The Bangalore Detectives Club by Harini Nagendra
This is the first in a planned series of historical crime fiction books set in the 1920s in India. It is an India that is still under British rule, but protests against that rule are beginning to grow. This is very much the state of things during that period in the busy city of Bangalore in the state of Mysore.
We see it all through the eyes of Kaveri, a young bride who has recently moved to Bangalore to be with her husband who is a doctor there. He is Dr. Ramu Murthy and he works at the Bowring Hospital run by Dr. Charles Roberts.
Kaveri is obsessed with mathematics and is apprehensive about how her interest will be perceived by her new husband, but fortunately, he is quite progressive and has an ego capable of withstanding his wife's other passions. Her mother-in-law is not nearly so progressive in her outlook and she demands that her daughter-in-law adhere to the strict societal expectations of women in that period, to forego education and center their lives around a man and the children that they have together.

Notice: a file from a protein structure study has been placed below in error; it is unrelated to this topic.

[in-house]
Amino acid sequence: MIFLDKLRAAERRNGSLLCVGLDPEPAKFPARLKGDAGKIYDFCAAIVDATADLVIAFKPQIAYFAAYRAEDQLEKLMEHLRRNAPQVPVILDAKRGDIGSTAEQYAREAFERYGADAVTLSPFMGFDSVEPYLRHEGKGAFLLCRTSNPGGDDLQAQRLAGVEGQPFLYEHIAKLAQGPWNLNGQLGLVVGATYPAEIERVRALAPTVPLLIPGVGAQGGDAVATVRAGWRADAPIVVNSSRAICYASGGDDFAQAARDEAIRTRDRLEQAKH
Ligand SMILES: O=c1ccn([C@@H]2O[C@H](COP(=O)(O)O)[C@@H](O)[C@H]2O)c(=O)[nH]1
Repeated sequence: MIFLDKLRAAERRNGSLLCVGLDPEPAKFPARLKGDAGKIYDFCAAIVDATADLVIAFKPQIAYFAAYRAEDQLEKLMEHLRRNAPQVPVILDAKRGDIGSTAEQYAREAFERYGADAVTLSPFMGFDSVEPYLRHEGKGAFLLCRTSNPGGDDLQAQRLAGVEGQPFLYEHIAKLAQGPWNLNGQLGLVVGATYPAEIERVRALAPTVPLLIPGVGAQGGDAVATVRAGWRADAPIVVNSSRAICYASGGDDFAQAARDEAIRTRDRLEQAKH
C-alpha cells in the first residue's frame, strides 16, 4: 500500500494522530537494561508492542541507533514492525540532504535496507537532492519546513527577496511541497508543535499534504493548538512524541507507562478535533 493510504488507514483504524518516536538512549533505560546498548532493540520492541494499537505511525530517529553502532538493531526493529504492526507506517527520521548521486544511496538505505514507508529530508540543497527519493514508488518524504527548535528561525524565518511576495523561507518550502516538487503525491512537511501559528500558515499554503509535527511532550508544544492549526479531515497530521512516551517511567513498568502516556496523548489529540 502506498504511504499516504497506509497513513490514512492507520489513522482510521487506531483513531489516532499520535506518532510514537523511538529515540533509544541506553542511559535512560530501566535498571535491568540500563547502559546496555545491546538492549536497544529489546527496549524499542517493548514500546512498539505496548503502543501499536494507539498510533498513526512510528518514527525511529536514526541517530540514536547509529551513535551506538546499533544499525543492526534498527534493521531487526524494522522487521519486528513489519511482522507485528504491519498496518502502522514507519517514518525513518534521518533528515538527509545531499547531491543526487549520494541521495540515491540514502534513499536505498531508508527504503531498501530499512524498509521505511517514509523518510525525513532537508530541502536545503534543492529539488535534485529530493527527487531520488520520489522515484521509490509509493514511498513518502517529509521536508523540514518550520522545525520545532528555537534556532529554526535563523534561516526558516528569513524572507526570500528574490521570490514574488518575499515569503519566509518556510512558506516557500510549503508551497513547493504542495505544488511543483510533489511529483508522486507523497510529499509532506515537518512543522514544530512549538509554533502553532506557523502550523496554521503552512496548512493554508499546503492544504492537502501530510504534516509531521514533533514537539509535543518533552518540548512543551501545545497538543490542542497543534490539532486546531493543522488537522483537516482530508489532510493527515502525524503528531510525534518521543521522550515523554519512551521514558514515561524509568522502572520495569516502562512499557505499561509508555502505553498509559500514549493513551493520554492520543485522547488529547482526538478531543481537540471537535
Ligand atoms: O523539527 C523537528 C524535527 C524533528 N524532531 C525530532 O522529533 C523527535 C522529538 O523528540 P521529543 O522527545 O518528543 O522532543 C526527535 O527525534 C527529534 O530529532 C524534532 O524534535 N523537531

As Kaveri becomes settled in her new life, she continues studying mathematics on her own and hopes to attend college and study formally. At the same time, she is establishing a circle of friends that cross all barriers of caste and class. This is a thing almost unheard of in an India that is strictly ruled socially by stringent adherence to caste.
Kaveri's insatiable curiosity and sense of community lead her to investigate the murder of a local pimp called Ponnuswamy. The murder occurred at a dinner that she attended at the local Century Club. She is certain that the wrong person is being accused of the murder and is determined to prove it. The police investigation is led by Detective Inspector Ismail who actually seems open to Kaveri's inquiries. Perhaps the two can work together to see that justice is served.
I very much liked the characters introduced in this book by Harini Nagendra. Kaveri, in particular, I found very relatable and someone that I might enjoy having as a friend. It's just that kind of feeling that one would want for the main character in a cozy mystery. Though this book definitely falls in the cozy mystery category, it also has quite a lot of information about that fraught period in Indian history. I suppose it might best be called "cozy historical fiction."